Thyssenkrupp preparing clean hydrogen tender for Duisburg steel works in Germany

Thyssenkrupp is preparing a tender to purchase up to 151,000 mt/year of renewable and low-carbon hydrogen under 10-year contracts, with lower volumes starting from 2028, for pipeline delivery to its Duisburg steelworks in Germany.

The steelmaker will seek an expected 104,000 mt of hydrogen in 2028, rising to 143,000 mt/year over 2029-35 before reaching 151,000 mt/year over 2036-37 as it seeks to decarbonize the plant.

The tendered volumes must meet the EU’s Renewable Energy Directive requirements for renewable hydrogen and low-carbon hydrogen under current provisions on CO2 emissions reductions, it said in a tender information document.

A first phase of the tender will open in February, with requests for information from interested companies, a Thyssenkrupp spokesperson told S&P Global Commodity Insights Jan. 23.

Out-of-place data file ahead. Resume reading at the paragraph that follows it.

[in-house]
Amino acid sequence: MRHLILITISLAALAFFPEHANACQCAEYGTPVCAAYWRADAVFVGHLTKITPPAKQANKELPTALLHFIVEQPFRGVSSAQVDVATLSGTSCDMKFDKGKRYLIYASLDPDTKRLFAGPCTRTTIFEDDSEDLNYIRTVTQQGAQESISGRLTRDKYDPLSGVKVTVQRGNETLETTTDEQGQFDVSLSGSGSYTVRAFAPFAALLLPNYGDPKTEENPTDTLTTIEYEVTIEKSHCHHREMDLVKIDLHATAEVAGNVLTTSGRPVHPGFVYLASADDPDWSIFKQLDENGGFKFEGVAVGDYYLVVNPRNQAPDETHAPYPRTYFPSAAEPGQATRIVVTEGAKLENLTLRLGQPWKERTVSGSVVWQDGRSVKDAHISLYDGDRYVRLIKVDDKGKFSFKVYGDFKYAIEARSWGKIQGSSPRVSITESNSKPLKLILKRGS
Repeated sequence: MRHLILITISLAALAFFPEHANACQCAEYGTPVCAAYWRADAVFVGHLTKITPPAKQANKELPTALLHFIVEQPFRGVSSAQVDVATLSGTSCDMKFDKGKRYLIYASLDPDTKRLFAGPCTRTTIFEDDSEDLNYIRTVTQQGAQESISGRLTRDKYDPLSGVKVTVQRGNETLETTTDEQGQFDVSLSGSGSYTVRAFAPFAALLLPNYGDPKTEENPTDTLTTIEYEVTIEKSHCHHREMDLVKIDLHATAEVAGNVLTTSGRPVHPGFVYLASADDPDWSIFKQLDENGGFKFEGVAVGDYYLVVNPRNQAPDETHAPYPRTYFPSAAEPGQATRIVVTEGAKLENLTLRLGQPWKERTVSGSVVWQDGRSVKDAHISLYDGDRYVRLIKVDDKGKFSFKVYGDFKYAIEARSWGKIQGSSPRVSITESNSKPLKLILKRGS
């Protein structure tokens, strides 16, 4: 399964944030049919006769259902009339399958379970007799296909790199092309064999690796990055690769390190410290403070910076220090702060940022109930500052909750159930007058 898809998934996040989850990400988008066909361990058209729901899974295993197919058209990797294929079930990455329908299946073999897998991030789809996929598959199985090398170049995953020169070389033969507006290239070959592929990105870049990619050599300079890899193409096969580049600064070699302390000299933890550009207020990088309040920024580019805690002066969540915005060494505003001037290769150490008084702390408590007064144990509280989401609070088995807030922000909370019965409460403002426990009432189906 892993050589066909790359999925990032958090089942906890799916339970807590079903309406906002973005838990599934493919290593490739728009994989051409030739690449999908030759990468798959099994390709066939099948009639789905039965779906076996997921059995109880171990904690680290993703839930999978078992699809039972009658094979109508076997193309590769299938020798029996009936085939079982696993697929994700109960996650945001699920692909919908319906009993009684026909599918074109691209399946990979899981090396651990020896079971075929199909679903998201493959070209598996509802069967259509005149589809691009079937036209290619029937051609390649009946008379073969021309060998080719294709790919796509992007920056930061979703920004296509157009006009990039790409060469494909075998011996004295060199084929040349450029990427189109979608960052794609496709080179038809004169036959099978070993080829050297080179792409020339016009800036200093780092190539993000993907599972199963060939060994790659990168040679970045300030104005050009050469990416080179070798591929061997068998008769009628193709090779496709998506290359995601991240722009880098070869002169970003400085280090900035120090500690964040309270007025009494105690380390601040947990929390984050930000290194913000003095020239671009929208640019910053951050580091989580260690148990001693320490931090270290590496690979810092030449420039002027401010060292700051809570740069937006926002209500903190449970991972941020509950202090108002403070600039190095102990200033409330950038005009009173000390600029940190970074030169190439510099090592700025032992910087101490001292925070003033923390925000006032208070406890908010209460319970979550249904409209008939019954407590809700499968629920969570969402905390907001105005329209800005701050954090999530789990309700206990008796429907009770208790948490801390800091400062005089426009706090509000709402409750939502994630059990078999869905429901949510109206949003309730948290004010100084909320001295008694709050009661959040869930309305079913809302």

“With this tender, we want to kick-start the market for green hydrogen and create the necessary infrastructure to supply our Duisburg site with hydrogen,” the company said.

In a second phase, Thyssenkrupp will issue requests for proposals in the second quarter of 2024 before a request for quotations in the third quarter.

The hydrogen price will be determined during the tendering process, the company told S&P Global.

The Duisburg steel plant will be connected to Germany’s planned national hydrogen pipeline network at an early stage, Thyssenkrupp said on its website.

The planned pipeline between Dorsten and the Duisburg district of Hamborn will provide a secure connection to the hydrogen network, with links envisaged to Rotterdam by 2030, it added.

Germany has committed Eur20 billion to constructing its core 10,000-km pipeline, expected online by 2032, with 13 cross-border interconnection points.

Platts, part of S&P Global Commodity Insights, assessed the cost of producing hydrogen via alkaline electrolysis in Europe at Eur4.80/kg ($5.21/kg) Jan. 22 (Netherlands, including capex), based on month-ahead power prices. Proton exchange membrane electrolysis production was assessed at Eur5.74/kg, while blue hydrogen production by steam methane reforming (including carbon, CCS and capex) was assessed at Eur2.52/kg.

Author James